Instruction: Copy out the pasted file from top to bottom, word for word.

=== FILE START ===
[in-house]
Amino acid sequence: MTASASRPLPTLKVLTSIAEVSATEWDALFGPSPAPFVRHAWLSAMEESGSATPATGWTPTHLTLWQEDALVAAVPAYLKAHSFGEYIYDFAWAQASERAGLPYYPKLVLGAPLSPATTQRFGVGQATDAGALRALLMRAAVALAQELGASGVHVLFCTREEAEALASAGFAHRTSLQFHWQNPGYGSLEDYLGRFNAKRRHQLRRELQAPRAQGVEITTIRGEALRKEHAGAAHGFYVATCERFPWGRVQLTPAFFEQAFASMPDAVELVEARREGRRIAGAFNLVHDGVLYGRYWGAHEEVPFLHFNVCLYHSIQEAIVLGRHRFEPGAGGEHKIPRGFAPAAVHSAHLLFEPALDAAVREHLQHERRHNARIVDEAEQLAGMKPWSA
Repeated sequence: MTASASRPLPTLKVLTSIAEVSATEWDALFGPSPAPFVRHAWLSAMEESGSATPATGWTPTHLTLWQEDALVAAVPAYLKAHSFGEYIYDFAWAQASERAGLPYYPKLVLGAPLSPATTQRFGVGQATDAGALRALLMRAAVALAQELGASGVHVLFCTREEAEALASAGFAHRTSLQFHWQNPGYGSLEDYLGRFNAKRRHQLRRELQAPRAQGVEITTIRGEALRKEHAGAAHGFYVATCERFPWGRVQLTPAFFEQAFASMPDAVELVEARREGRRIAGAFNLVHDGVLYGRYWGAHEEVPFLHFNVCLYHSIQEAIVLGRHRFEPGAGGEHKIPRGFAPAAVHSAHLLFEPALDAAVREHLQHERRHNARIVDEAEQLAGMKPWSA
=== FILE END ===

[in-house]
Amino acid sequence: MTASASRPLPTLKVLTSIAEVSATEWDALFGPSPAPFVRHAWLSAMEESGSATPATGWTPTHLTLWQEDALVAAVPAYLKAHSFGEYIYDFAWAQASERAGLPYYPKLVLGAPLSPATTQRFGVGQATDAGALRALLMRAAVALAQELGASGVHVLFCTREEAEALASAGFAHRTSLQFHWQNPGYGSLEDYLGRFNAKRRHQLRRELQAPRAQGVEITTIRGEALRKEHAGAAHGFYVATCERFPWGRVQLTPAFFEQAFASMPDAVELVEARREGRRIAGAFNLVHDGVLYGRYWGAHEEVPFLHFNVCLYHSIQEAIVLGRHRFEPGAGGEHKIPRGFAPAAVHSAHLLFEPALDAAVREHLQHERRHNARIVDEAEQLAGMKPWSA
Repeated sequence: MTASASRPLPTLKVLTSIAEVSATEWDALFGPSPAPFVRHAWLSAMEESGSATPATGWTPTHLTLWQEDALVAAVPAYLKAHSFGEYIYDFAWAQASERAGLPYYPKLVLGAPLSPATTQRFGVGQATDAGALRALLMRAAVALAQELGASGVHVLFCTREEAEALASAGFAHRTSLQFHWQNPGYGSLEDYLGRFNAKRRHQLRRELQAPRAQGVEITTIRGEALRKEHAGAAHGFYVATCERFPWGRVQLTPAFFEQAFASMPDAVELVEARREGRRIAGAFNLVHDGVLYGRYWGAHEEVPFLHFNVCLYHSIQEAIVLGRHRFEPGAGGEHKIPRGFAPAAVHSAHLLFEPALDAAVREHLQHERRHNARIVDEAEQLAGMKPWSA